3. Wait until perihelion (your closest approach to the Sun) and fire the engines. Due to the Oberth effect this is the most efficient place to fire your engines. This will eject you from the solar system and send you on your merry way.

Just how fast can we go with chemical rockets?

Let's get some numbers together. On average, comets weigh in at around 1013 kg, and are thought to generally be about 80% water. This gives us about the comet's mass (80% is pretty much all of it, the calculations we'll be doing aren't going to be completely exact. You can use a bigger or smaller comet as you please) as reaction mass.

The most efficient rocket motor in a vacuum today using hydrogen as fuel and oxygen as oxidiser has a specific impulse (a measure of efficiency for rocket motors) of 438 seconds. Note that this is near the theoretical limit of efficiency for chemical rocket motors. Now we just need a dry (without fuel) mass for our spacecraft. This is a number that you can change wildly as well, so I'm just going to go with a nice round 100,000, or 105 kg. Now we can plug our numbers into the rocket equation! Using the approximate numbers I've come up with here, I get a delta-V of 79 km/s. Since you need to slow down at the other end, this is more like 40km/s of acceleration. Keep in mind for the next paragraph that this hypothetical comet-fuelled spacecraft outperforms every spacecraft we've ever built in terms of delta-V.

Sungrazing comets from the Oort cloud are travelling very close to escape velocity at perihelion, which is about 615 km/s. Yep, our feeble chemical engines are barely going to change this speed at all. We can escape the Sun's gravity, however, and will end up travelling at 655 km/s at our fastest. This turns out to be about 0.2% of the speed of light. A 25 lightyear journey at this speed will take 12,500 years.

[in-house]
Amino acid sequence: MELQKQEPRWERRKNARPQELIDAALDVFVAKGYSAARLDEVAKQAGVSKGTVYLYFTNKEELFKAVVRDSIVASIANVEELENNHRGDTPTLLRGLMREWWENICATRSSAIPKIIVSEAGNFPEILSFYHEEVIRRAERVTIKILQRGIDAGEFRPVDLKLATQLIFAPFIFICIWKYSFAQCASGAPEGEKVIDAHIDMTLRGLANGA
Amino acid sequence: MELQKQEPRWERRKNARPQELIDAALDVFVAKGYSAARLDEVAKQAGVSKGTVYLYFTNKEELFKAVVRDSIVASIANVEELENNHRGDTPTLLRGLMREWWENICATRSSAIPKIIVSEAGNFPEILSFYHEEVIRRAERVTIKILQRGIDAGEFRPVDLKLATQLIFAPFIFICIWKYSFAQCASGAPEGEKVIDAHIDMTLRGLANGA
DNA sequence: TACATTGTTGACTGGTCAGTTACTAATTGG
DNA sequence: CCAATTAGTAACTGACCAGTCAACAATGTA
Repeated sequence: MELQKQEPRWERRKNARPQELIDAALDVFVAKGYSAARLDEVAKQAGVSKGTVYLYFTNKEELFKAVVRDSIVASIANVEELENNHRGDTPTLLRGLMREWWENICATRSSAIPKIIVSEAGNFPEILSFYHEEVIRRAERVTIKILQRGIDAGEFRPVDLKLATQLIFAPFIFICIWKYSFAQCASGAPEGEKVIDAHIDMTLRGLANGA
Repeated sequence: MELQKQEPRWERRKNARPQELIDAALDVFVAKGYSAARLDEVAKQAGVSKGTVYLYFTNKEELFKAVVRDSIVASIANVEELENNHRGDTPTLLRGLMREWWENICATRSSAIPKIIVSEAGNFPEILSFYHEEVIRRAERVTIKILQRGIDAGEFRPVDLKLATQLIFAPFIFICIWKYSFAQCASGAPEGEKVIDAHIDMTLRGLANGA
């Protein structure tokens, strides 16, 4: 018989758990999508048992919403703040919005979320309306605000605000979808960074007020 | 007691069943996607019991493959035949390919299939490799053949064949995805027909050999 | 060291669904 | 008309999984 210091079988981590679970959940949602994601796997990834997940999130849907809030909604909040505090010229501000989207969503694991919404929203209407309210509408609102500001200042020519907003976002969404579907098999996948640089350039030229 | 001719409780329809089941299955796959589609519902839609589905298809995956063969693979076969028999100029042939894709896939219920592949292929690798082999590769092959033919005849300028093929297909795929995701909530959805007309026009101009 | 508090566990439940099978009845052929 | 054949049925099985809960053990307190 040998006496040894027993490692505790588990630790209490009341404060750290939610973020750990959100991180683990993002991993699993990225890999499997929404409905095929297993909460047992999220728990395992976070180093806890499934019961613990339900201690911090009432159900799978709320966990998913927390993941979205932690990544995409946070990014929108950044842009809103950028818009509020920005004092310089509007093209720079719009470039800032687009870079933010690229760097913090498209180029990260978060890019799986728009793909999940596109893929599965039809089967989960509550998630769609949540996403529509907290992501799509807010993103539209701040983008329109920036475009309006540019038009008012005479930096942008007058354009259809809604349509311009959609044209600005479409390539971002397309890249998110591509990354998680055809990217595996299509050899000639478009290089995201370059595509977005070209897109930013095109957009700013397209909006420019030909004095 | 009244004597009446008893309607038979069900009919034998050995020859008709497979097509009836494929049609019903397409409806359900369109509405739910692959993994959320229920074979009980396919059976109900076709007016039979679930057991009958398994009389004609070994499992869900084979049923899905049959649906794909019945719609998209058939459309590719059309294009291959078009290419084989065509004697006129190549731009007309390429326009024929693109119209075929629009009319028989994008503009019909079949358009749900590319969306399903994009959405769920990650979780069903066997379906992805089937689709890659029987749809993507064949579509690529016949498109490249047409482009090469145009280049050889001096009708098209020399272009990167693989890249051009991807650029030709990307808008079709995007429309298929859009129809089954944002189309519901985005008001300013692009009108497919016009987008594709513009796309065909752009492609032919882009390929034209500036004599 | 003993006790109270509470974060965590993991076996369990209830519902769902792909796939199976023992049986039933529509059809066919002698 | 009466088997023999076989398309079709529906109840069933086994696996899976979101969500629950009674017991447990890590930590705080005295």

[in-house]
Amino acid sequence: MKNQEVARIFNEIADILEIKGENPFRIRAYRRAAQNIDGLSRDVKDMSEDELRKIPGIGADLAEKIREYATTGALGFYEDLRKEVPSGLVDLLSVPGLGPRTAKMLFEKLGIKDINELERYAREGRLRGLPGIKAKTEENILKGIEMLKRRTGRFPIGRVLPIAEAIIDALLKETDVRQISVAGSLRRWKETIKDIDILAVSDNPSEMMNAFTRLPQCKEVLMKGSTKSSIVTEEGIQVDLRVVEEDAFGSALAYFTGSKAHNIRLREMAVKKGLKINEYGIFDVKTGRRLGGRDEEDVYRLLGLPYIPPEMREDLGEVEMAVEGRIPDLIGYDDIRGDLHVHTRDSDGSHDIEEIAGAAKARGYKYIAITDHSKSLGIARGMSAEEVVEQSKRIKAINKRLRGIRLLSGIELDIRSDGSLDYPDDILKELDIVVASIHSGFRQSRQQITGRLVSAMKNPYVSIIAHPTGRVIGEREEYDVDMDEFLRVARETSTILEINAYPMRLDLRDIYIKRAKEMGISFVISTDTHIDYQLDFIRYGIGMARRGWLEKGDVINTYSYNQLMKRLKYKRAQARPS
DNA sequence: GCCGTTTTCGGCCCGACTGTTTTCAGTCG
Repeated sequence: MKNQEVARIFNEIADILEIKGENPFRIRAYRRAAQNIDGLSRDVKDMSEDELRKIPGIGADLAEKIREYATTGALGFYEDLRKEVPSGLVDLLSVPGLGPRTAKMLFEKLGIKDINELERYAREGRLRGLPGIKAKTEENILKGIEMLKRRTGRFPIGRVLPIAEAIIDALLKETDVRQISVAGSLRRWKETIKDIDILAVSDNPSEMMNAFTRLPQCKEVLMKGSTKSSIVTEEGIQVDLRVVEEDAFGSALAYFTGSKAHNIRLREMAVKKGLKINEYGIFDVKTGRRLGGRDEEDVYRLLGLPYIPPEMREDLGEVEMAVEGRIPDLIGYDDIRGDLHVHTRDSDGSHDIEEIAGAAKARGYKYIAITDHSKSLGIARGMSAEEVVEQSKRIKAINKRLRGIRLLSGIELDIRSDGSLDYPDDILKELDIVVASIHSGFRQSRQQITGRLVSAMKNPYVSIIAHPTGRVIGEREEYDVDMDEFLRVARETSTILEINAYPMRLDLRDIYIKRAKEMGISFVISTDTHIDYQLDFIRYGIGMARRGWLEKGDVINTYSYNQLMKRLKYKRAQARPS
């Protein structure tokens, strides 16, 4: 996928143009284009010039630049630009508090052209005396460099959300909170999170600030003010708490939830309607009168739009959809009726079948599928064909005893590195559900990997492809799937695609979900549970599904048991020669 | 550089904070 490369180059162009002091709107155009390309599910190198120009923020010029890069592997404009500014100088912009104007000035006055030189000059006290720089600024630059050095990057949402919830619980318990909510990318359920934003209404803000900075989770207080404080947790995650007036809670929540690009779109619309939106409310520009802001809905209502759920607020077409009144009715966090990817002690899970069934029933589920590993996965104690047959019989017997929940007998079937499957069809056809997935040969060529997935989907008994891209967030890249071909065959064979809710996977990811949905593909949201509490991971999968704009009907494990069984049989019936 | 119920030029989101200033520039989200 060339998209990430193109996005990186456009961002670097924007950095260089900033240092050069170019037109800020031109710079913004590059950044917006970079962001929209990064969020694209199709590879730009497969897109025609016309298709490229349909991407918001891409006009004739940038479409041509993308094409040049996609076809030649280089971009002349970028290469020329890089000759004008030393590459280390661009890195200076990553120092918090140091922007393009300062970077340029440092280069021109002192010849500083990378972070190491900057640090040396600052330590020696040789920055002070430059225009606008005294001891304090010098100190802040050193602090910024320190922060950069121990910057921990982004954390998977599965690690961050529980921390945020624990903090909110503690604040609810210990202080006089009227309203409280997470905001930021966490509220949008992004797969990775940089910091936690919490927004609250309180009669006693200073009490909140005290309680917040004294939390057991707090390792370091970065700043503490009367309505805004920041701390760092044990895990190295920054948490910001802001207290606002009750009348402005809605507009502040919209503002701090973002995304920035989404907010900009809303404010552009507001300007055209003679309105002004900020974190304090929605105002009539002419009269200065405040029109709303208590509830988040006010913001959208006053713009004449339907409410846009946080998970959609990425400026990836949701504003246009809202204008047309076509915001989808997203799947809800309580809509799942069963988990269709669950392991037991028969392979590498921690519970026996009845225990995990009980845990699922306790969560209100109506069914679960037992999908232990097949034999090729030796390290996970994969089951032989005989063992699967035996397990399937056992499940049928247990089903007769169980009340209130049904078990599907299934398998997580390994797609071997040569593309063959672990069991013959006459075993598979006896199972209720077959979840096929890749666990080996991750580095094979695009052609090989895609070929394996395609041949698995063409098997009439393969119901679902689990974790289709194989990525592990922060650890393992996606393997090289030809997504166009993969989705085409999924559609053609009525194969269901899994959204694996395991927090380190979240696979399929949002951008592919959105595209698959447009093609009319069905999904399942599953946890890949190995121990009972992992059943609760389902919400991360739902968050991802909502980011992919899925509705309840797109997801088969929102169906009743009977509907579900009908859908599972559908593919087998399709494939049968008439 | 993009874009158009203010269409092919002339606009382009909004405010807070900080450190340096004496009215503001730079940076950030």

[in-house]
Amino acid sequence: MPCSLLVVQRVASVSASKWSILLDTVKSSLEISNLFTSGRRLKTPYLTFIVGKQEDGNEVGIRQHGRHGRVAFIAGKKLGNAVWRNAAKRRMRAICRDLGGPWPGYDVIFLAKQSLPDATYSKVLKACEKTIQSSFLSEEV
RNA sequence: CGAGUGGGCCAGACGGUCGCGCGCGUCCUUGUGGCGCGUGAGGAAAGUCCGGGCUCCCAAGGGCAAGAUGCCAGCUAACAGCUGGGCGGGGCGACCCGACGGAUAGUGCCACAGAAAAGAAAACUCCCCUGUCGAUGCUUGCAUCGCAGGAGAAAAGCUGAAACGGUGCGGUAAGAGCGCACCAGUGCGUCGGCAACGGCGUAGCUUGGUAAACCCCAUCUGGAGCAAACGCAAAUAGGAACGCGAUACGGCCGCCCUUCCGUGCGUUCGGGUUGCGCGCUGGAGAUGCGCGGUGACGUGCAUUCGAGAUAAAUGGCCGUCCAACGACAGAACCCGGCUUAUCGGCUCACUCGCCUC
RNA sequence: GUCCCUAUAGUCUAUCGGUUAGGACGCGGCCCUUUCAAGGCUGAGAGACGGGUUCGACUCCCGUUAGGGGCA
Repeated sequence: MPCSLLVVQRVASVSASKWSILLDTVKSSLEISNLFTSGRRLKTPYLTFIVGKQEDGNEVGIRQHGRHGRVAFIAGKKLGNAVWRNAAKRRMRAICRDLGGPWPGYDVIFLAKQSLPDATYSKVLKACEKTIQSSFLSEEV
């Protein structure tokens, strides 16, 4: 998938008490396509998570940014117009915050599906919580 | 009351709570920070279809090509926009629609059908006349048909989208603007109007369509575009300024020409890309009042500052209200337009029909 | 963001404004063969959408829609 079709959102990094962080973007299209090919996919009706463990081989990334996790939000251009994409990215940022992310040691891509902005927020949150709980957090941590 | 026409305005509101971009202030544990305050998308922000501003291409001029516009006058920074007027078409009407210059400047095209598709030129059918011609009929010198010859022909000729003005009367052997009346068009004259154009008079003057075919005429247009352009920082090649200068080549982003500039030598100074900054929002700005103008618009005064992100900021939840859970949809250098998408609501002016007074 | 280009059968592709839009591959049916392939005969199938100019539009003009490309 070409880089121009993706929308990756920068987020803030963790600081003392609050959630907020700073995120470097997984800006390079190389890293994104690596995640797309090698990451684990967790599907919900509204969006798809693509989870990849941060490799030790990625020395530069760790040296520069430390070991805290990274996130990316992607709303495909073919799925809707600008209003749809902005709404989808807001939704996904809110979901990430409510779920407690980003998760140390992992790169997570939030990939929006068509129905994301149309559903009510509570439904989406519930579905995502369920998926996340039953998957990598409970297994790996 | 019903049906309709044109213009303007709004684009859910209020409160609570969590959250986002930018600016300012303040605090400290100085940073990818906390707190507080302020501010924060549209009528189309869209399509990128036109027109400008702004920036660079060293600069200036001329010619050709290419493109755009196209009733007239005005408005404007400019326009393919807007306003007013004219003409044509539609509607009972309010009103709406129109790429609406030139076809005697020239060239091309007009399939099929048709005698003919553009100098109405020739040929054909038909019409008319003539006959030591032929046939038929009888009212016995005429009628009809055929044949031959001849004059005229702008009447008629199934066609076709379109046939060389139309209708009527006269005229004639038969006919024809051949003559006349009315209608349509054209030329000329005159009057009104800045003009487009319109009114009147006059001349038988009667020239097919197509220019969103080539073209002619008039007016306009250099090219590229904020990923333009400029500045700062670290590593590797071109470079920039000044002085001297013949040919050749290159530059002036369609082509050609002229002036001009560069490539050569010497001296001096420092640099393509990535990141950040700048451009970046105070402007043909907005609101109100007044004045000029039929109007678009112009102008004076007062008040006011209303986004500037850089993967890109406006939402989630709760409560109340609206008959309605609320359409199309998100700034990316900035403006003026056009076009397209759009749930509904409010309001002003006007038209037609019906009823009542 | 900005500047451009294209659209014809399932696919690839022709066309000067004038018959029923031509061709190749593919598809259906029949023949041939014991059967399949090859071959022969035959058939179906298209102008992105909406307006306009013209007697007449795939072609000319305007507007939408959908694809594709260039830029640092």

However, this isn't even the end of the story! Because of this very marginal increase in velocity at perihelion, the CometShip will be moving very slowly relative to the Sun. It will orbit the centre of the Milky Way along with everything else at pretty much the speed the Sun does, ~200km/s. This results in a journey time of about 40,000 years.


As you can see, chemical rockets are simply not viable for interstellar travel. You may want to look at nuclear pulse propulsion systems, or things like solar sails, which falls into a similar category as laser propulsion. While none of these exist right now, there is nothing in our current understanding of physics (besides developing some interesting materials) to say they wouldn't work.